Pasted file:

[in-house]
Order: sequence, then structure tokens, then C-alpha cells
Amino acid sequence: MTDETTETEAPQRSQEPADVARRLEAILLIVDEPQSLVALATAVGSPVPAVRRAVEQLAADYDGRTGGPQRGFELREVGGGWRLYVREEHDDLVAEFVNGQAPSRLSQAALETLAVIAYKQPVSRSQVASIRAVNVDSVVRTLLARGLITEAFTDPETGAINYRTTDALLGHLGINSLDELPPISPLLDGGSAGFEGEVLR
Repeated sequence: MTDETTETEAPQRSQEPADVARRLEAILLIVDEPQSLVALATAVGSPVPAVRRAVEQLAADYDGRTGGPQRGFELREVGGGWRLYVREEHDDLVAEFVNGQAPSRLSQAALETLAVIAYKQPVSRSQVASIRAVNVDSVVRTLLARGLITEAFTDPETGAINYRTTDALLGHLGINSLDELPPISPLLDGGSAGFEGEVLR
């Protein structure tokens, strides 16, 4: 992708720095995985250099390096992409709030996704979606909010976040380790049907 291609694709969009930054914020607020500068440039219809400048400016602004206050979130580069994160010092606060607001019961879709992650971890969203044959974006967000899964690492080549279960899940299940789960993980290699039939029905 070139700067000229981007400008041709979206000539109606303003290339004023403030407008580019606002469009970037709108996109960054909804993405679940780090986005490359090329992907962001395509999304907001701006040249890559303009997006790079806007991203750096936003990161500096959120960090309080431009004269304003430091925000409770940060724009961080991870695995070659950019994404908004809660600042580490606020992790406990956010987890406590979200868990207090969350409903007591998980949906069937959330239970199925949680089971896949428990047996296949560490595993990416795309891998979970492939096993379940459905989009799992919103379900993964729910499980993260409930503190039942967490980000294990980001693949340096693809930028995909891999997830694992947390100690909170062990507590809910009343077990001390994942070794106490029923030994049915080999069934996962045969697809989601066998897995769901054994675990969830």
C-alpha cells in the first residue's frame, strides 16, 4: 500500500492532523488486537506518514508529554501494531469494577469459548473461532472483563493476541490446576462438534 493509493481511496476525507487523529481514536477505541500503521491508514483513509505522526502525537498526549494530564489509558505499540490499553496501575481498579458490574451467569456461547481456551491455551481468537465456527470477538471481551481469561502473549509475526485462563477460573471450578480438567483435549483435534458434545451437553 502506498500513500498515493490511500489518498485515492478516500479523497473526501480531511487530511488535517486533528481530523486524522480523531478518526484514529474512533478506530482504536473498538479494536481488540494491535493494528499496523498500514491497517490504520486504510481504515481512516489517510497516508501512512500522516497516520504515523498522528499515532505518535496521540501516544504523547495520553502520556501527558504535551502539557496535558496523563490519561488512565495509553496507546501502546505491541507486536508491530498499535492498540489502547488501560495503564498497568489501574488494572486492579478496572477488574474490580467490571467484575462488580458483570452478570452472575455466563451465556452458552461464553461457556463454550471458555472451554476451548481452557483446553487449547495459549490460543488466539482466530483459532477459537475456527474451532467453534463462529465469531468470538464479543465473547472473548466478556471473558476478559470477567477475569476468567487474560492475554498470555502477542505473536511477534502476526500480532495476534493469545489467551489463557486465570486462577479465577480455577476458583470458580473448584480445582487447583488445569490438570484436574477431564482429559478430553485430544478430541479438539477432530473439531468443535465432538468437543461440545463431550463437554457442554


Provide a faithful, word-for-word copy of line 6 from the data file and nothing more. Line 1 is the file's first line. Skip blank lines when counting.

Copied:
C-alpha cells in the first residue's frame, strides 16, 4: 500500500492532523488486537506518514508529554501494531469494577469459548473461532472483563493476541490446576462438534 493509493481511496476525507487523529481514536477505541500503521491508514483513509505522526502525537498526549494530564489509558505499540490499553496501575481498579458490574451467569456461547481456551491455551481468537465456527470477538471481551481469561502473549509475526485462563477460573471450578480438567483435549483435534458434545451437553 502506498500513500498515493490511500489518498485515492478516500479523497473526501480531511487530511488535517486533528481530523486524522480523531478518526484514529474512533478506530482504536473498538479494536481488540494491535493494528499496523498500514491497517490504520486504510481504515481512516489517510497516508501512512500522516497516520504515523498522528499515532505518535496521540501516544504523547495520553502520556501527558504535551502539557496535558496523563490519561488512565495509553496507546501502546505491541507486536508491530498499535492498540489502547488501560495503564498497568489501574488494572486492579478496572477488574474490580467490571467484575462488580458483570452478570452472575455466563451465556452458552461464553461457556463454550471458555472451554476451548481452557483446553487449547495459549490460543488466539482466530483459532477459537475456527474451532467453534463462529465469531468470538464479543465473547472473548466478556471473558476478559470477567477475569476468567487474560492475554498470555502477542505473536511477534502476526500480532495476534493469545489467551489463557486465570486462577479465577480455577476458583470458580473448584480445582487447583488445569490438570484436574477431564482429559478430553485430544478430541479438539477432530473439531468443535465432538468437543461440545463431550463437554457442554